Presentation on theme: "Adjectives and adverbs. Language is a symbolic system that we use to conventionally represent a certain reality, i.e. it is not a reflection of real."— Presentation transcript:
Adjectives and adverbs
Language is a symbolic system that we use to conventionally represent a certain reality, i.e. it is not a reflection of real reality, and it does not represent reality fully and accurately, but often partially and imaginatively; When “objective” reality comes in contact with our mind, language transforms it into some representation of reality; Evaluative modality tells us about how people and things are represented; Evaluative modality can be expressed through: Adjectives (splendid, terrible, fantastic, etc.) Adverbs (happily, incredibly, unfortunately, poorly, highly, etc.)
Reality Language Representation of reality
Adjectives are tools to represent not reflect reality; Adjectives are used to qualify or modify nouns as representing objects and abstractions in the “real world”; They can either precede nouns or follow them; When they follow nouns, they can either follow verb “to be” or follow the noun immediately;
When they precede nouns in English, adjectives are known as attributive; Example: the wrong candidate (the candidate is not the right one) Such adjectives convey more permanent meanings; Because they are unsuspected, attributive adjectives are more exploited for persuasion than predicative adjectives;
When they follow verb “to be”, adjectives are known as predicative (e.g. The party is wonderful, the candidate is wrong); Such adjectives convey a temporary reference.
Most adjectives are gradable through comparison (tall taller the tallest); Gradability is also realized through intensifying adverbs which convey the degree of intensity of the adjective (useful so useful very useful extremely useful); Some stative adjectives are not gradable, especially denominal ones (atomic scientist) and adjectives denoting provenance (British actor)
Judgment assumes the involvement of human consciousness, volition or intentionality; Judgment attributes some sense of `blame' to the human participant who is evaluated; Accordingly, value judgments can be slotted into the Collocational Frame = It was Judgment-Value of Judged to Verbal Process: (It was dishonest of you not to tell her; It was brave of Mary to stand her ground; It was clever of you to hide your wallet in the vegetables; It was eccentric of you to wear that hat. Thus the following would be incongruous - *It was beautiful of the sunset to light up the sky like that / *It was ugly of the scar to gape like that.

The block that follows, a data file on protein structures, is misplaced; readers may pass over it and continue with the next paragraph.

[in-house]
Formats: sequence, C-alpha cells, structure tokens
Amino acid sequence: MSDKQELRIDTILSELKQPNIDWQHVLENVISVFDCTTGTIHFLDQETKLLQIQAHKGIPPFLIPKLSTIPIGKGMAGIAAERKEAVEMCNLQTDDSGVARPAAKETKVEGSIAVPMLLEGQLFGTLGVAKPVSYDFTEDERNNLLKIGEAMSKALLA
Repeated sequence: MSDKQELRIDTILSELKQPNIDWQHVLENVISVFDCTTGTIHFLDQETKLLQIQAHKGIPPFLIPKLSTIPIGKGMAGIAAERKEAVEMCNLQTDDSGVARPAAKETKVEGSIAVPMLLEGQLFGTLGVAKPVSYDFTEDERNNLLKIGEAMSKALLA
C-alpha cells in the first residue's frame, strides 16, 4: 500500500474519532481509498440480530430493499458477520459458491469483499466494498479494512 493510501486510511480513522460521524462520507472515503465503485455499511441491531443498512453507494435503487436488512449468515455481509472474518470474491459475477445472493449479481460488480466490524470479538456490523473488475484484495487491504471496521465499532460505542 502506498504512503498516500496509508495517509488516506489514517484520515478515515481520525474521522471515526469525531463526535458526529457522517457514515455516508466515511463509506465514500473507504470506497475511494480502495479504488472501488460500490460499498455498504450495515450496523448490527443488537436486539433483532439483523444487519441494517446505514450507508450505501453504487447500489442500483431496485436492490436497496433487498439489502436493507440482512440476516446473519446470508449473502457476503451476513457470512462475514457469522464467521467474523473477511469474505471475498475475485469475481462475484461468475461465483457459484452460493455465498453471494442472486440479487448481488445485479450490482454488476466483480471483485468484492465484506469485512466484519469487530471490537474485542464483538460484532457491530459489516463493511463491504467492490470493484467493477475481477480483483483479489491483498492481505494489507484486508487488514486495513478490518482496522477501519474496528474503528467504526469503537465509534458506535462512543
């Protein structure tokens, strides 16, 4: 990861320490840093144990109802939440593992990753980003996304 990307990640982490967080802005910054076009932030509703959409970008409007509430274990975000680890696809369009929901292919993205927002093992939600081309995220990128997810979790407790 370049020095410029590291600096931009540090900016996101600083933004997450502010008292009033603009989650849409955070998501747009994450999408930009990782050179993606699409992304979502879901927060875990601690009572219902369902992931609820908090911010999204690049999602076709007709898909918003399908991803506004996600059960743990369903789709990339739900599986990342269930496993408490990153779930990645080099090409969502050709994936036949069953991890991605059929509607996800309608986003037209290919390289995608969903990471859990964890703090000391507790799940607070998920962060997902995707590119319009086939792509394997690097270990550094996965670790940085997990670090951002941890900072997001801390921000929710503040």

When they occur outside the structure of the clause, adverbs are known as sentence adverbials, which express an evaluation of what is being said with respect to the form or content of communication: e.g. Sadly the government has decided to abandon its commitment to the comprehensive school system (skilfully, corruptly, lazily); Stylistically, some sentence adverbials could be carriers of attitudes.
Study evaluative adjectives and adverbs in the following text: Below the towering peak of Mont Blanc lies Chamonix, famous for skiing and mountaineering alike. Besides its quaint charm and interesting architecture, it has some of the best skiing in Europe, including the world-famous Vallée Blanche run. Delightfully furnished in traditional French style with wood-panelled corridors, this simple but clean hotel offers a friendly welcome and is conveniently located near Chamonix’s après-ski centre. This friendly hotel retains much of the typical French atmosphere found in this part of the Alps and its homely restaurant, decorated in natural wood, provides good, traditional meals. Besides a comfortable lounge and dining room the hotel boasts one of the most popular après-ski bars in the town. The bar, noted for its exotic cocktails, is often the scene of lively and spontaneous entertainment around the big, open stone fireplace. In the pleasant restaurant with its excellent views of the mountains and forests our guests can enjoy delicious home cooking including two regional specialities such as the ‘braserade’ table barbecue. Bright and airy with large French windows overlooking the slopes, studios are pleasantly decorated with fitted carpets, radio and telephone. All rooms have two twin beds and an additional single divan sofa which sleeps a third person comfortably.